Painting of alum accepted by Army Aviation Museum

Contributed photo: 'No Safe Haven' will hang in the U.S. Army Aviation Museum. The painting was created by artist Larry Selman.Contributed photo: ‘No Safe Haven’ will hang in the U.S. Army Aviation Museum. The painting was created by artist Larry Selman.Artist Larry Selman’s painting “No Safe Haven” was accepted into the U.S. Army Aviation Museum at Fort Rucker, Ala., on Dec. 14.

The event is not only a celebration for Selman, but also for Mercyhurst alumnus Eric Carlson, who is featured in the painting.

Selman, a south-central Pennsylvania native, works in the Western fine art market, primarily in military printmaking. He paints both historical and modern war scenes, as well as other subjects related to times of war.

His recent work, “No Safe Haven,” depicts one of the many high-risk air assaults conducted by the 82nd Airborne Division and 7th Special Forces Group (Airborne) in Eastern Afghanistan during 2007.

Carlson was serving as a UH-60 Blackhawk pilot with the Division at the time, working with the 7th Special Forces Group.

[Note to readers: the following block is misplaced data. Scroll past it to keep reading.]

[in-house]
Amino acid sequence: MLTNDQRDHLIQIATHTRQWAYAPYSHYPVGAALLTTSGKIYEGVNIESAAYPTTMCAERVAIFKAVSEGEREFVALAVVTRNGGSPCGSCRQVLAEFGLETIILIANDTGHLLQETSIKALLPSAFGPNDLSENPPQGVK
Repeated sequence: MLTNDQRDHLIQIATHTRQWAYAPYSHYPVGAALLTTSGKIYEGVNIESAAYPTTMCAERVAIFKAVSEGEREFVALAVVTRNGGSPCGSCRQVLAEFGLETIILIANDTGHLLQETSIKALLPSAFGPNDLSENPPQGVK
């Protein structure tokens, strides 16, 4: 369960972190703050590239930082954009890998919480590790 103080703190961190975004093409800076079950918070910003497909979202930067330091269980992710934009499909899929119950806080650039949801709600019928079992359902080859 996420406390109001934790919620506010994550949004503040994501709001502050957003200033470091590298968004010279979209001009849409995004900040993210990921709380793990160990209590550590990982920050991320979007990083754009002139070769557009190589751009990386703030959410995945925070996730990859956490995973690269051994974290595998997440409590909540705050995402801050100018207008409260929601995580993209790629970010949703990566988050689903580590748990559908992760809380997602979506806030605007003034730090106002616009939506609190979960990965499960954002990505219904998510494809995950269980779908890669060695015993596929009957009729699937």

Selman used actual footage of an Apache Attack Helicopter to create “No Safe Haven.” In the painting, Carlson is depicted piloting the UH-60 Blackhawk.

Selman wrote in his description of the painting, “Thanks to our military, there is nowhere in the world terrorists will feel safe.”

There is nowhere American soldiers will not chase them to, and as this painting depicts, there is no such thing as a ‘Safe Haven,’ and there will be no sanctuary for terrorists as long as the 82nd Airborne Division and US Army Green Berets remain ‘on point’ for the nation,” he wrote.

Prints of the painting were sold throughout the U.S., many of which were signed by Carlson and his comrades. The director accepted the original painting into the U.S. Army Aviation Museum on Tuesday, Dec. 14.

A painting’s acceptance into the museum has great significance for both Selman and Carlson, as every Army aviator who graduates Flight School receives his or her wings at the museum.

Now, every Army pilot earning their wings will be able to see Selman’s work, reminding them of what being an Army aviator really entails.

Carlson’s brother, Capt. Ernie Carlson said, “The painting is now on display where every aviator from this day forward, and anyone who visits the museum, will see this painting and the name of a product of Mercyhurst College.”

Indeed, Carlson has proudly shown what Mercyhurst graduates are capable of.

Eric Carlson is an Erie native who graduated from Mercyhurst Prep and Mercyhurst College.

He is a part owner of The Keystone Armory in Edinboro, an organization through which citizens can buy, sell and trade firearms and military collectibles or commemorative.

Carlson now works at Penn State Main Campus as part of the Nittany Lion Battalion Cadre, instructing future Army officers. He holds the rank of major, and is an MSIII Advisor.